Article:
“Human Remains,” now that I think about it, was probably one of the biggest influences on my early writing. My short fiction often featured characters like Gavin, lovely to look at but broken on the inside. Though he is a prostitute, Gavin is not victimized by his profession (prostitute-as-victim has in itself become a cliche); rather, he is a victim of his own narcissism, his fear of losing his youth and beauty. He is a Dorian Gray for the modern era.
Gavin is a beautifully realized character, and the story succeeds because Barker taps into a universal fear, especially among Westerners–the fear of growing old. My birthday is on Wednesday, and I hear the inexorable march of middle age drawing ever closer. Unlike Gavin, however, I have plenty of regrets for the things I have not accomplished, and the things that likely will not happen before the end of my life. Though Gavin’s lack of ambition appears almost liberating at first glance, he is a prisoner of his own low expectations.
Gavin knows, and quite comfortably accepts, that he will never be more than what he is. His highest aspiration in life is to marry a rich widow. He is a man who would rather die than see his beauty damaged in any way, for it is the only aspect of himself that he has cultivated, and his only currency. “Something good was coming with the autumn, he knew it for sure” (142), Gavin notes early in the story, but what he expects will be a marriage proposal from one of his rich widows is instead an escape from a life whose potential he could never realize. The doppelganger that Gavin first encounters in Reynold’s apartment, and which decides Gavin’s is the face it will have, ironically becomes more human than Gavin could ever be. It wants every aspect of the human experience, the ones with which Gavin could not be bothered to trouble himself–the attachments to others, the pain of loss.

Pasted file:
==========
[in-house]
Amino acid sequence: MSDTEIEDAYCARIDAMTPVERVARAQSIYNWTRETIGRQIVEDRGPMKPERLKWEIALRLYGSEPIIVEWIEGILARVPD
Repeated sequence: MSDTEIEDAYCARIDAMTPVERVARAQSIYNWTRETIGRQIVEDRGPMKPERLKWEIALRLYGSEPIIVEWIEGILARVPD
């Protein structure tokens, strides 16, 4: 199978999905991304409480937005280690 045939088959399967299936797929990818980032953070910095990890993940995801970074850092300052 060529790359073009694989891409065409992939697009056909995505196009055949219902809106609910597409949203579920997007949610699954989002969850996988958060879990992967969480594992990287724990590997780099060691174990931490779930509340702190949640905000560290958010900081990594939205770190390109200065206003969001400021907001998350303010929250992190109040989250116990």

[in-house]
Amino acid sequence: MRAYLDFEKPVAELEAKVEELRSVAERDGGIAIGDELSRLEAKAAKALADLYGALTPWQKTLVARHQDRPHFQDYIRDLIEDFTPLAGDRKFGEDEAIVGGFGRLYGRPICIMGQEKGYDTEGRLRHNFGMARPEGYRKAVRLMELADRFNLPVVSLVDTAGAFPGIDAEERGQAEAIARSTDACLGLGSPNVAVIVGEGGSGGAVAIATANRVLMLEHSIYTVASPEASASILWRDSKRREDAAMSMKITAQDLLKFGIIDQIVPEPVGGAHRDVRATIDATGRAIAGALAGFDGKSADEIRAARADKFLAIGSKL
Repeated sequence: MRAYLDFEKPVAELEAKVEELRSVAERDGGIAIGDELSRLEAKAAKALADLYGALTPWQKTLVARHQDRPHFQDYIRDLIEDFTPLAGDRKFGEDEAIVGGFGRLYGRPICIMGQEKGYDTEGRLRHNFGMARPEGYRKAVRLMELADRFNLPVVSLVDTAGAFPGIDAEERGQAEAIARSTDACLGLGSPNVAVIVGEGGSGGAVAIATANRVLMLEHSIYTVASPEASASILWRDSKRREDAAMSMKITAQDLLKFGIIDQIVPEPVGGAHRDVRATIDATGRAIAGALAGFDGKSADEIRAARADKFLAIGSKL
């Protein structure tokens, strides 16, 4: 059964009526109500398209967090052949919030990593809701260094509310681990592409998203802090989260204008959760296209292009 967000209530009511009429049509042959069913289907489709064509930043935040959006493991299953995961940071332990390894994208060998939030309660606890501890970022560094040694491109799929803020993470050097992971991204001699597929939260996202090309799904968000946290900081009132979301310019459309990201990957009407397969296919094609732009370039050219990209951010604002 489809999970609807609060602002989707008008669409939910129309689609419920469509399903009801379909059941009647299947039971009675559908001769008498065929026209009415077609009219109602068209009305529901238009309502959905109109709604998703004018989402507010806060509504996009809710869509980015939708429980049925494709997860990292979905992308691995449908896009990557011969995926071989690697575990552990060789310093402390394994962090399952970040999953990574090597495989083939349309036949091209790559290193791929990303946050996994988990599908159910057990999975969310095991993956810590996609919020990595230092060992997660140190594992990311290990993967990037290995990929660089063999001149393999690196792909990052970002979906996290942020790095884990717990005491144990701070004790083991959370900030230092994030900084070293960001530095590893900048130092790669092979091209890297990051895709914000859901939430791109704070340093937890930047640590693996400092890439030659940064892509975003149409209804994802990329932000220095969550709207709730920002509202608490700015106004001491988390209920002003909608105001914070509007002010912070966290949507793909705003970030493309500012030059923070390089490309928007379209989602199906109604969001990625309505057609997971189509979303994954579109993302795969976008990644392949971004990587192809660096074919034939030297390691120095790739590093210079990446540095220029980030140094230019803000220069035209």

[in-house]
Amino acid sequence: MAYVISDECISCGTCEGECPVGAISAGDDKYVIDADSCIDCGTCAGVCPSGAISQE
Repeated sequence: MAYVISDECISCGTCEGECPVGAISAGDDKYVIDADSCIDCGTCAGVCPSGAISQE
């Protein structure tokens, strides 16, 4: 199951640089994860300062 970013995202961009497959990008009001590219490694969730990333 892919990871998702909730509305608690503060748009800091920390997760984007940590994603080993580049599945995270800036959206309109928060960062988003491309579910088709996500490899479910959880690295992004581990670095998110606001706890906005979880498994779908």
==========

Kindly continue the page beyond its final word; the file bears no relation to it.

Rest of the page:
The creature, though it feeds on blood and steals souls, is in its own way very sympathetic, in large part because of its loneliness. “‘You know what you are because you see others like you. If you were alone on earth, what would you know?'” (177) it asks Gavin. That Gavin is quite all right with this ancient monster assuming his face and his life, for now he is freed of all human concerns, illustrates one of the many reasons why Barker’s work resonates with so many people. Gavin is the monster, and always was–he is the “human remains” of the story’s title; soulless, obsessed with superficiality, he was a person in appearance only. It is the doppelganger who wants to live, truly live, to be a fully-functioning human and experience the emotions that Gavin so casually discarded; not rightly knowing what it is, it imitates what it envies the most, and does a better job of being human than most people do. By the end of the story, Gavin’s exterior matches his interior–featureless and empty. It is the creature, molded not only by blood but by emotions and experiences, just like any real person, who will live the life Gavin took for granted.
“Human Remains” is one of the strongest stories in the Books of Blood, and showcases Barker’s ability to write emotional, beautiful horror. This is why he’s one of the best. If you haven’t yet read it, do yourself a favor and get to it.
Barker, Clive. Books of Blood Volumes One Two and Three. Book-of-the-Month Club, Inc., 1992. Print.